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RolStoppable said:
It's not a failure, but at the same time it didn't sell well enough to make a sequel a sure thing. It sits right there in the area where things can go either way with about equal chances.

That's fair enough. But as I said, Animal Crossing only started off with 2 million copies, but it gradually grew in popularity and sales with each entry. While it's not a sure thing ARMS will get a sequel, I do think it's on the table for Nintendo, as it has the potential to become another staple series.

Of course Nintendo doesn't make games thinking that they will turn into new longrunning series, but it's their goal. They know that not every game will pull it off, but they won't know for sure before trying.

Of course, they do hope that many of their IP can turn into a steady stream of new games. But as you mentioned, they know its not possible for every game. Either due to lack of developer interest, or diminishing returns for a series (F-Zero is an example for both).

Nintendo isn't aiming for games to sell well, rather they aim for games that sell well over a long period of time. Not only do such games bring in revenue and profits on a consistent basis, but they also remain in the consciousness of potential consumers and therefore can help to sell hardware which lifts the overall business. That's how Nintendo hardware is so successful in the absence of major AAA third party support, because the first party portfolio makes a Nintendo console a high value product.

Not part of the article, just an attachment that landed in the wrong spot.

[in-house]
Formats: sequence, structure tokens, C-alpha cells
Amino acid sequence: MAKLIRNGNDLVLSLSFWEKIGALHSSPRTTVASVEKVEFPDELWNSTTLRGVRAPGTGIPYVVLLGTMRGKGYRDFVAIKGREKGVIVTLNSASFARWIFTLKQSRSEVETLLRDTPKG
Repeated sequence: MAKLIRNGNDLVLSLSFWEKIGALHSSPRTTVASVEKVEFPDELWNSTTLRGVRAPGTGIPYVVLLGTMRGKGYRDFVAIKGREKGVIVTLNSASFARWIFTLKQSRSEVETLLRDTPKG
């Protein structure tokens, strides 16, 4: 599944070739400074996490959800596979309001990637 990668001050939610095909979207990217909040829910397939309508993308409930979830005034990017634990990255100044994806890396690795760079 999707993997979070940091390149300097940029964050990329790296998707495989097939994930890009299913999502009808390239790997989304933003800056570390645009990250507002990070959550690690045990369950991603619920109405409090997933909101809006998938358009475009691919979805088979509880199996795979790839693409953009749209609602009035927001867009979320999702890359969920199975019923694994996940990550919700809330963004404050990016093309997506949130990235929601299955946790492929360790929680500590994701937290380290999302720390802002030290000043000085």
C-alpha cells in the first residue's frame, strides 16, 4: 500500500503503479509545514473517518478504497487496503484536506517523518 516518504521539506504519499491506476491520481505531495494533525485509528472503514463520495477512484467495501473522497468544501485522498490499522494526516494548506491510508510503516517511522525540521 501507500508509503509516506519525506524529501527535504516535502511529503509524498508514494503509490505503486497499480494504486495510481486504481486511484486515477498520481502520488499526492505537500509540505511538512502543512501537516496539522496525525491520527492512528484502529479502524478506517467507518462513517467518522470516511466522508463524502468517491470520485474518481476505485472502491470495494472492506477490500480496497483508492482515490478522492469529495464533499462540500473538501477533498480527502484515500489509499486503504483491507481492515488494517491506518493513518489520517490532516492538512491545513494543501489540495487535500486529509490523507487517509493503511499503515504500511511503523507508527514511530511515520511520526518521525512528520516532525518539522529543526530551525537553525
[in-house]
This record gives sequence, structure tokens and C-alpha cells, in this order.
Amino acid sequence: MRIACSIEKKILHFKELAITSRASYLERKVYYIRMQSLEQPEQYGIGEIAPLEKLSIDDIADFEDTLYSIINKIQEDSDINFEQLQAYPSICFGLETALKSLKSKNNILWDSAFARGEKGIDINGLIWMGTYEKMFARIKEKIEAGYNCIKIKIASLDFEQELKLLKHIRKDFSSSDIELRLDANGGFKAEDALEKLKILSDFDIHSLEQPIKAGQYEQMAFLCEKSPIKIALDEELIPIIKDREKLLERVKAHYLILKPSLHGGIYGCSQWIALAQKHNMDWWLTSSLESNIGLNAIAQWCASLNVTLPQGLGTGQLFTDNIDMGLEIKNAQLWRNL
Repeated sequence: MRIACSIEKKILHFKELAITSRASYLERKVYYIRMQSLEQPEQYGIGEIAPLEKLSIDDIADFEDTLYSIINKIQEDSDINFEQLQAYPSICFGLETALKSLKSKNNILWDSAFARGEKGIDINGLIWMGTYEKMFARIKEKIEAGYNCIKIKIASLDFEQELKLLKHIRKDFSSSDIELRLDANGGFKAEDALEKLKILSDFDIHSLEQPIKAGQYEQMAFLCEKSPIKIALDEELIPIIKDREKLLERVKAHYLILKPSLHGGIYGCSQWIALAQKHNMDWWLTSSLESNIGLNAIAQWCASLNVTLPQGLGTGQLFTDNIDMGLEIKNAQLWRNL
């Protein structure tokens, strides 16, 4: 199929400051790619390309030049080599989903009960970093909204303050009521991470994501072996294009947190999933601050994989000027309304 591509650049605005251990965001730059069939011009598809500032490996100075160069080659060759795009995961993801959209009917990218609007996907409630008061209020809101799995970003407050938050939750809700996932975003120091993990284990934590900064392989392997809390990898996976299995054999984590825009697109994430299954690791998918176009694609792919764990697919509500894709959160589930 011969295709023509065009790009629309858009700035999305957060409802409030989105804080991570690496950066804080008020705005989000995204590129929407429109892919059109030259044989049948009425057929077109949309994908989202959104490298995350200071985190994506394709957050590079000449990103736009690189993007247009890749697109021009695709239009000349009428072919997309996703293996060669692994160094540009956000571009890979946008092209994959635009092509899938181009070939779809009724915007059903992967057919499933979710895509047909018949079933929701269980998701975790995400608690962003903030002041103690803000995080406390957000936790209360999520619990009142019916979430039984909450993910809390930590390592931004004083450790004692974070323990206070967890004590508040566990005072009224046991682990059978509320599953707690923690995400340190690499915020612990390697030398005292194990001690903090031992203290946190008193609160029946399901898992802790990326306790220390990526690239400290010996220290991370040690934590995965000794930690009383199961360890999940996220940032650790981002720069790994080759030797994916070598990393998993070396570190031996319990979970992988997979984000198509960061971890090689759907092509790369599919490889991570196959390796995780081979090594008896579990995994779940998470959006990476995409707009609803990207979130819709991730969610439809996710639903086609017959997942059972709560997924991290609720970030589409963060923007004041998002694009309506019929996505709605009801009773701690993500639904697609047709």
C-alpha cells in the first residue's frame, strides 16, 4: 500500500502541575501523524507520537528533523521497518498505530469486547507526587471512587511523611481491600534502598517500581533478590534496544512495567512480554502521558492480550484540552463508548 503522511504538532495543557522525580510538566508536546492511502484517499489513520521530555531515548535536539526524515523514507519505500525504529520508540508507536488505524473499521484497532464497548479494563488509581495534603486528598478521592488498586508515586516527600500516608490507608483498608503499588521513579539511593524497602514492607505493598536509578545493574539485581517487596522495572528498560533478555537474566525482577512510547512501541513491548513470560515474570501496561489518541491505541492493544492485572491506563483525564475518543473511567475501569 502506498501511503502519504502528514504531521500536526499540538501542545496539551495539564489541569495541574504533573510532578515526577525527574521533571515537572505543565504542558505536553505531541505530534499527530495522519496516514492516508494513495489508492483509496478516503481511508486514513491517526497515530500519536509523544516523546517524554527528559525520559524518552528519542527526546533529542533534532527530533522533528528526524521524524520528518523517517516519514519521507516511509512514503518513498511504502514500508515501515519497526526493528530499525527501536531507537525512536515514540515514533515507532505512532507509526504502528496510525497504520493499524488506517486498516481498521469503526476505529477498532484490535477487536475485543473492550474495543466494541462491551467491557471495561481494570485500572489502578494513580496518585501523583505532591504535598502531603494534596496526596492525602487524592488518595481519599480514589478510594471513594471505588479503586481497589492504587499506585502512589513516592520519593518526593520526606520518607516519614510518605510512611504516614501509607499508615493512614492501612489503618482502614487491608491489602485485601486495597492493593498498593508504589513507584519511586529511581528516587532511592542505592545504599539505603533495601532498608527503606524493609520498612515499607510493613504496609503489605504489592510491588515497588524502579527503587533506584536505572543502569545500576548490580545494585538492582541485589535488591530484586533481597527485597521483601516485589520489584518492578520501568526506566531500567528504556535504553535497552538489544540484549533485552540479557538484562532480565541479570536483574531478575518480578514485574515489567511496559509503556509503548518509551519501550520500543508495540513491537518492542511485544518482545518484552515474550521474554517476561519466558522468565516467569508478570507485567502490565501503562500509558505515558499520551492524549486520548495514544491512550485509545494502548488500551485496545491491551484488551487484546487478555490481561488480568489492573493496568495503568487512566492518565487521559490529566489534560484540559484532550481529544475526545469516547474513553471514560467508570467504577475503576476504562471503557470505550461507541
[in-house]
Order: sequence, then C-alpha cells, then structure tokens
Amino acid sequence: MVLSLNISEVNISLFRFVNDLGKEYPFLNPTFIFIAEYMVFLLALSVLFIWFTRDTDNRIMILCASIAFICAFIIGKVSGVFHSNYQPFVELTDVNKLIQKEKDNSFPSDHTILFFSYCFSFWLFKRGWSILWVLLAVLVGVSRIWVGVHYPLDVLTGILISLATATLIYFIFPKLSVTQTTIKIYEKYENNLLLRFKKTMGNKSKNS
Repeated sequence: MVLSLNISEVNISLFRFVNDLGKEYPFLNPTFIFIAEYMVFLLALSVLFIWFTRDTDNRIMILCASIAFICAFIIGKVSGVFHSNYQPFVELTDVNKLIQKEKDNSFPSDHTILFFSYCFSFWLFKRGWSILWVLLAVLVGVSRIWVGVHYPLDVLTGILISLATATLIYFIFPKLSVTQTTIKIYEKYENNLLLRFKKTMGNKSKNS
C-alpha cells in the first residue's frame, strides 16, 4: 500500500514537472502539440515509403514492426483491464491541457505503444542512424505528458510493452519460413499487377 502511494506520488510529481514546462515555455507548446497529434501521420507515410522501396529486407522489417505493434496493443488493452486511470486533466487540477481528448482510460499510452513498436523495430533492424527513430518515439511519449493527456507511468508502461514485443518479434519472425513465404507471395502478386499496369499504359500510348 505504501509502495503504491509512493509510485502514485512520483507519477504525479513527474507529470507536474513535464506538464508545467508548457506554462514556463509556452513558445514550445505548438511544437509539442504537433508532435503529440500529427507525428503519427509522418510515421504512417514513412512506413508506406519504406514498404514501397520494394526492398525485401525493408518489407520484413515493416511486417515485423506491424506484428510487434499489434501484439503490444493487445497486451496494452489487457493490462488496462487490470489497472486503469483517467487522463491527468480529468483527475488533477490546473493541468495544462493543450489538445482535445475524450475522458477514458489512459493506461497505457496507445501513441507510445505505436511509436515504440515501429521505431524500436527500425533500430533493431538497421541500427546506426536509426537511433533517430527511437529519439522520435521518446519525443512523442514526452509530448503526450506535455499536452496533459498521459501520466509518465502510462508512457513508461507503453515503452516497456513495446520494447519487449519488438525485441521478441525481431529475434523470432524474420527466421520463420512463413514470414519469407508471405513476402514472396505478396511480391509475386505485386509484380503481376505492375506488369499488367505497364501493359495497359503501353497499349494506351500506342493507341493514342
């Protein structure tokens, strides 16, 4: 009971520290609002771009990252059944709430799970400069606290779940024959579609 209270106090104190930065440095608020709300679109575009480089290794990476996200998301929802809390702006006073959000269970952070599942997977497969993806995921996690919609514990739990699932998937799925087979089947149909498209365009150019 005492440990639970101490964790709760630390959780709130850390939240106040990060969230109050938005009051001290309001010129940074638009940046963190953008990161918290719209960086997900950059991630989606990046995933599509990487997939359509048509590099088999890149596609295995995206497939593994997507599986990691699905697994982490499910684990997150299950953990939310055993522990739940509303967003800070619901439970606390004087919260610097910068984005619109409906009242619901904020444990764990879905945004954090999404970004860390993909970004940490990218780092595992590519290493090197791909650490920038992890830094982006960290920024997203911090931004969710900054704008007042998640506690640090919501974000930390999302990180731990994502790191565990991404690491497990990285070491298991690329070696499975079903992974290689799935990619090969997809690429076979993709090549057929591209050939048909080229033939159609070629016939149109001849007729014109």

This is also true, but Nintendo knows that different games have different longevity. Some games last the entire generation, while others only a few years, and then there's games that are anywhere in between. ARMS still sold well even all the way through 2018, so there was still enough interest in the game left a year after release. It's sales have kind of maxed out at this point, so we'll likely get a sequel either sometime during the Switch, or for a successor.